Tiny zooplankton animals, each no bigger than a grain of rice, may be playing a huge part in regulating climate change, research involving the University of Strathclyde has found.
The zooplankton group, known as copepods, build up carbon-rich lipids as a nutritional reserve during late summer whilst they are in the surface waters of the ocean. Then, they use these reserves to survive their winter hibernation period which they spend at around one mile down in the deep ocean, out of contact with the atmosphere.
This means that the CO2 released by the hibernating copepods as they use up their lipid reserves does not find its way back into the atmosphere but is instead stored in the depths, where it can remain for thousands of years. The team which undertook the research have called this process the ‘copepod lipid pump.’
The research showed that one copepod species alone, Calanus finmarchicus, carries between one million and three million tonnes of CO2 from the atmosphere into the depths of the North Atlantic Ocean each year.
Professor Michael Heath, of Strathclyde’s Department of Mathematics & Statistics, was a partner in the research. He said: “The deep over-wintering of these copepods has been known about for a while but this is the first time that their role in carbon storage has been measured. The results could double the estimates of how much carbon dioxide is being absorbed by the North Atlantic Ocean.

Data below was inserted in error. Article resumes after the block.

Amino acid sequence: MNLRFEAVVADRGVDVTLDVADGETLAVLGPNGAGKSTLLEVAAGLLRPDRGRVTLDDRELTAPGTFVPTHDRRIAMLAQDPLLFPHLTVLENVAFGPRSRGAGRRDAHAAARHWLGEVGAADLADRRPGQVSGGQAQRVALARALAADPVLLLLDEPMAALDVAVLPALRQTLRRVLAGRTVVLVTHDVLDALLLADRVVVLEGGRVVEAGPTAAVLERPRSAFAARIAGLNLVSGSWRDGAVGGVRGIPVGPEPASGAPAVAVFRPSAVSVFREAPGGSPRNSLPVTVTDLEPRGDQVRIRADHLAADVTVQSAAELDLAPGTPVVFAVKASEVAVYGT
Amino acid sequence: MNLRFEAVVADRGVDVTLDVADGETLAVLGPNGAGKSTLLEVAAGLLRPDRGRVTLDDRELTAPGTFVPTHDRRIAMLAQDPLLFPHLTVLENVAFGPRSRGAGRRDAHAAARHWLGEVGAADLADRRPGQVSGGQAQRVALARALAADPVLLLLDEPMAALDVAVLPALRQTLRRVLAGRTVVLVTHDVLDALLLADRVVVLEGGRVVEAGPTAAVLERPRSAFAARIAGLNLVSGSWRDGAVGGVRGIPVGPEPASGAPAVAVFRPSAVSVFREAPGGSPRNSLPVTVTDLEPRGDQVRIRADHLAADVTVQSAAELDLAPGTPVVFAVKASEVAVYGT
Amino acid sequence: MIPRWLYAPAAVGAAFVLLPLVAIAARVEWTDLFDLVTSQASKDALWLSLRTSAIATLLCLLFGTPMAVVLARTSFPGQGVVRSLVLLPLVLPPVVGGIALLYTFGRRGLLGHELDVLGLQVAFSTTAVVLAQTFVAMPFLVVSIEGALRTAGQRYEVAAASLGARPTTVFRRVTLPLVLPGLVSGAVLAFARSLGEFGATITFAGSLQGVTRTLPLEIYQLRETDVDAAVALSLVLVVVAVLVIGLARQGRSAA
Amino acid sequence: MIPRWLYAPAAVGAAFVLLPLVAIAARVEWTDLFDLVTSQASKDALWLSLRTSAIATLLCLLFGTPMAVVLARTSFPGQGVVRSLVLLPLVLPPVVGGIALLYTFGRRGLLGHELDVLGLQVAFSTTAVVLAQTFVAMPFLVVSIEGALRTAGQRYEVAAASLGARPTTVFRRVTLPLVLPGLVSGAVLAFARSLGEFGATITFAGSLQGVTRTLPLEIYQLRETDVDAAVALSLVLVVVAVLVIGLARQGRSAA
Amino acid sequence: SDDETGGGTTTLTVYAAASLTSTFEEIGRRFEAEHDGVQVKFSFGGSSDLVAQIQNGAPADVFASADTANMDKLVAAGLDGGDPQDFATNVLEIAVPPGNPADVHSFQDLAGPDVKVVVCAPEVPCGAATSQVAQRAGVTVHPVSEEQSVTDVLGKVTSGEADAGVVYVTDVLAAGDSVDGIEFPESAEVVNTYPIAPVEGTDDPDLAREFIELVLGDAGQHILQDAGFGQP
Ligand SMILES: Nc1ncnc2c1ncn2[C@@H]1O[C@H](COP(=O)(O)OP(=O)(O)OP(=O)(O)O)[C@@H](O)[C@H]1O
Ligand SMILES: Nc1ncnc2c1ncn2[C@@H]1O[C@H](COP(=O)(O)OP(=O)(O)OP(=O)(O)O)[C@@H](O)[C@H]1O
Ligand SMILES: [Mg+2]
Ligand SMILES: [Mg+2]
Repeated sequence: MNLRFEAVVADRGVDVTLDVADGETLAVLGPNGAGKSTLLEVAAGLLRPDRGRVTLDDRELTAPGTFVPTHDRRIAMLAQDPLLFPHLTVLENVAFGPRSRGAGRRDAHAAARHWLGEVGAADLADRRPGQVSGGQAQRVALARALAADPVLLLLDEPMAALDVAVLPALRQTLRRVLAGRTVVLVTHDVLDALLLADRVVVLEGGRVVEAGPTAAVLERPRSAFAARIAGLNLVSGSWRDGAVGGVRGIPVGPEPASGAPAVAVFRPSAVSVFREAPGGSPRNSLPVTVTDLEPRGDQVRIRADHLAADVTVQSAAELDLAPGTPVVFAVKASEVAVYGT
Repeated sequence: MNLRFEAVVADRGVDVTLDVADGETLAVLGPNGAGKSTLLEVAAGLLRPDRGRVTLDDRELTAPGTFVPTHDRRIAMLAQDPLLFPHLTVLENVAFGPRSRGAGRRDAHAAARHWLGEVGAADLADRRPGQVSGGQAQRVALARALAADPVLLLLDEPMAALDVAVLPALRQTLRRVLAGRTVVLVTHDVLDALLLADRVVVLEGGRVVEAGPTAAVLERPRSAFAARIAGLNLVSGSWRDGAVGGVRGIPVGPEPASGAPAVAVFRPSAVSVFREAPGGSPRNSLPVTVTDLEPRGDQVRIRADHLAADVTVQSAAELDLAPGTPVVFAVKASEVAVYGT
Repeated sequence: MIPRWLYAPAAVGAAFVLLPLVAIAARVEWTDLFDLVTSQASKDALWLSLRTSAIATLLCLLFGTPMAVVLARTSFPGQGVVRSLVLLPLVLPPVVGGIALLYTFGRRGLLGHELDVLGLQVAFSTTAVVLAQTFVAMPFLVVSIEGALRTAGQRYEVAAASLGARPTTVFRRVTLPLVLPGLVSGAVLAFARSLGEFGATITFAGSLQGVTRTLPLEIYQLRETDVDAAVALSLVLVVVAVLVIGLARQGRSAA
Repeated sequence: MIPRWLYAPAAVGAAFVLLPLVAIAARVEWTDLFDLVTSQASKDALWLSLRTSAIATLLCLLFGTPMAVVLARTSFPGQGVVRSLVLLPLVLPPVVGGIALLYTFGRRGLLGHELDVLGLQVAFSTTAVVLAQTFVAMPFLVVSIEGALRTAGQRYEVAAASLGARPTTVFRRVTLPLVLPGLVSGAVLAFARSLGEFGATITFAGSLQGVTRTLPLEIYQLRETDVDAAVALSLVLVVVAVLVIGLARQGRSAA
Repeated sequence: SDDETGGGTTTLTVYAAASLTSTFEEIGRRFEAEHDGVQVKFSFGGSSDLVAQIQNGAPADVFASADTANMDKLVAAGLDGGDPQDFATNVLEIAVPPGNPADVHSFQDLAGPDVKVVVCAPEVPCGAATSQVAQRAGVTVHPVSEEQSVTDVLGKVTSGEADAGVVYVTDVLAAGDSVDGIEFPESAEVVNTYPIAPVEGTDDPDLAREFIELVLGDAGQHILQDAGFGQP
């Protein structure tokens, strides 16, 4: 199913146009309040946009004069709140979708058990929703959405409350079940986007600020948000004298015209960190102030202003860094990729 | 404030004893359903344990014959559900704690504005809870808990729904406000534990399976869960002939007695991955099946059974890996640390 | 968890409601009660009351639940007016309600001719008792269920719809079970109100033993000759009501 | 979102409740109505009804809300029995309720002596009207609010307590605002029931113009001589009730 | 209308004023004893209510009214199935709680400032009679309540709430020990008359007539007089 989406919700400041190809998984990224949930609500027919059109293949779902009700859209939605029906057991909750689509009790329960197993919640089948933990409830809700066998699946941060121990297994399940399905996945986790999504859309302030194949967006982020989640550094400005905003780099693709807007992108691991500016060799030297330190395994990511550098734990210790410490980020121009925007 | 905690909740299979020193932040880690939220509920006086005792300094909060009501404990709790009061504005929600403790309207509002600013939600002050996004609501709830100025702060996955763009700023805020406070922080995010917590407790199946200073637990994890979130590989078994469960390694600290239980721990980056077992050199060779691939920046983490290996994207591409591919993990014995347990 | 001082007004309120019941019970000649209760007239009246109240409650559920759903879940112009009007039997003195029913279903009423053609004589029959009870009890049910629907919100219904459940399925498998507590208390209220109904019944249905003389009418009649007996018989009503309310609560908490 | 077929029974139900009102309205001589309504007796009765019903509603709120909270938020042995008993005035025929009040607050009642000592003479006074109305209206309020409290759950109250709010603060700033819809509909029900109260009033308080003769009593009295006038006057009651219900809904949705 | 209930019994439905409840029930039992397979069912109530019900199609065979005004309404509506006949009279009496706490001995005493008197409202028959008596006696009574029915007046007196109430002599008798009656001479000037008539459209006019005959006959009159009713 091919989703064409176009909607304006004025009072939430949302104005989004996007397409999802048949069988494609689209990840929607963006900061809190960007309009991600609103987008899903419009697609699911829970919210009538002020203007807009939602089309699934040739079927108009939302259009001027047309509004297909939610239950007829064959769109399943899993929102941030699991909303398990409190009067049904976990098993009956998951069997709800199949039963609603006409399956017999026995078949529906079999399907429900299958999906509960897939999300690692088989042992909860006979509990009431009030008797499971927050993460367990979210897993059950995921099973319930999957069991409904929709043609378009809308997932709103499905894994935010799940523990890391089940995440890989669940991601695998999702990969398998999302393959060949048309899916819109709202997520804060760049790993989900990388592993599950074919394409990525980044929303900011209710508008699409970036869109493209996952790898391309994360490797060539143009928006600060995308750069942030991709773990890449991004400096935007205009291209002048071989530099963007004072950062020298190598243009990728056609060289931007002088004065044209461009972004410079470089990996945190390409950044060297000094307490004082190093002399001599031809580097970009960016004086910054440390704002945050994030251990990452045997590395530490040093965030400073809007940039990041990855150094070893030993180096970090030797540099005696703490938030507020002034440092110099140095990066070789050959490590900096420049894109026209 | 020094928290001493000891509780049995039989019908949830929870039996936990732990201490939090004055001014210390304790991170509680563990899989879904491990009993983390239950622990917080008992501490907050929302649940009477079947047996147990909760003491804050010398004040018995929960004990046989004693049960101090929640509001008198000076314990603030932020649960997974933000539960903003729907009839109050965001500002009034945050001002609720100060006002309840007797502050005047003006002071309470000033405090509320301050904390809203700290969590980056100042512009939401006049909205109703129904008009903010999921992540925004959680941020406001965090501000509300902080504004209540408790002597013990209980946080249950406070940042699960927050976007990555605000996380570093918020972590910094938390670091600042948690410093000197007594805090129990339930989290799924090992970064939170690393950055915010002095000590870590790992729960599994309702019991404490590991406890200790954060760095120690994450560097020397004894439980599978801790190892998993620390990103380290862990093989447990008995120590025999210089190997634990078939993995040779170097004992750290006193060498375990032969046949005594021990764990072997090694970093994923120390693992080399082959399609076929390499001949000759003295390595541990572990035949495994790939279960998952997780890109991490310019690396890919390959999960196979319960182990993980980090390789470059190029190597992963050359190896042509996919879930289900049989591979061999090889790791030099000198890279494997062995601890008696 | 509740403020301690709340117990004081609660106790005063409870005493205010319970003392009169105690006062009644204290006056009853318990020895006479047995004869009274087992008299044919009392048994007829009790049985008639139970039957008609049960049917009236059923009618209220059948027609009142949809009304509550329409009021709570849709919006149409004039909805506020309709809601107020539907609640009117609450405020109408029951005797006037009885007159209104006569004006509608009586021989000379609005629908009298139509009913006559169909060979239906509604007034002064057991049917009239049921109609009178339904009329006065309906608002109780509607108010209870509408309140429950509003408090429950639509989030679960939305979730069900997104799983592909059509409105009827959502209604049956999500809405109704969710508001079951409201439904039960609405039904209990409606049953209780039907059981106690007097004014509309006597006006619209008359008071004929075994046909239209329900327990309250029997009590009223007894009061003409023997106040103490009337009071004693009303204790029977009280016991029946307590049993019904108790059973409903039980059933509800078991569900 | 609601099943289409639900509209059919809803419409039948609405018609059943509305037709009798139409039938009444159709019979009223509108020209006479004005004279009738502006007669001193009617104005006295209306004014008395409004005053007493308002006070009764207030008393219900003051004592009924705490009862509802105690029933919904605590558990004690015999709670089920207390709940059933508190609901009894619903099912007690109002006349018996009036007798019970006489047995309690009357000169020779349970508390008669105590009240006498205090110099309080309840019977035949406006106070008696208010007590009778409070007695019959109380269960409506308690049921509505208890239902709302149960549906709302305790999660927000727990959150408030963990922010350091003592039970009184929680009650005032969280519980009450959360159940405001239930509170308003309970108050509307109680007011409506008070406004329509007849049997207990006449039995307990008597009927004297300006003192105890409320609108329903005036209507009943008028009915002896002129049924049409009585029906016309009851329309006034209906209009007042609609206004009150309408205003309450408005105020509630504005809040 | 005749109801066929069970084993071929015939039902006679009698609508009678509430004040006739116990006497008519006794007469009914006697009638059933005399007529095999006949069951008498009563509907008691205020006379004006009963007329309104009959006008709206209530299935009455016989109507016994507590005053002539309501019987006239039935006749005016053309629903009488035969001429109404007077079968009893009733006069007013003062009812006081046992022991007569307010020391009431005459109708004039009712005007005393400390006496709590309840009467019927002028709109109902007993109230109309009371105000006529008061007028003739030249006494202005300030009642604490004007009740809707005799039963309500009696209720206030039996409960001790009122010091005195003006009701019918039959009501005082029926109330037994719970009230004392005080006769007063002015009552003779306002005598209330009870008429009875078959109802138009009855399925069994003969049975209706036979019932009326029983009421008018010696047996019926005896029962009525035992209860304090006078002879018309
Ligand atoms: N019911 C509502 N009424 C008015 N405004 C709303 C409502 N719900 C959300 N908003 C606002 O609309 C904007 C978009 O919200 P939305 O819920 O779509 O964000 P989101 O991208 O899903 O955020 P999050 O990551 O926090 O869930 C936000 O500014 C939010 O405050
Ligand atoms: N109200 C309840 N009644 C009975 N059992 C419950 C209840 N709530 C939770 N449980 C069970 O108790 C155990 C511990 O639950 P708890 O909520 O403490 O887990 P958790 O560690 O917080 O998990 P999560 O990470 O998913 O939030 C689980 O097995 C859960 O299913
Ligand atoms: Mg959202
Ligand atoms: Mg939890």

“The role of CO2 in climate change and the urgent need for action to reduce emissions is increasingly well understood. What is particularly important about our results is that the role of the lipid pump, is not taken into account in the existing climate models used by the IPCC. We need to look into this further to find out whether the same thing is happening in other oceans of the world, and how it can be included in the next generation of IPCC models.
“These copepod migrations don’t provide a solution to the emissions problem, but our results are certainly part of the process of building up a better understanding of how the planet is responding to increasing CO2 levels”.
The research has been published in the journal Proceedings of the National Academy of Sciences. It was led at the Technical University of Denmark (DTU) and also involved the University of Copenhagen.
The research was financially supported by the Danish Strategic Research Council (NAACOS), the EU's 7th framework programme (EURO-BASIN), and the Marine Alliance for Science and Technology Scotland (MASTS). Professor Heath’s post at the University of Strathclyde is also funded by MASTS.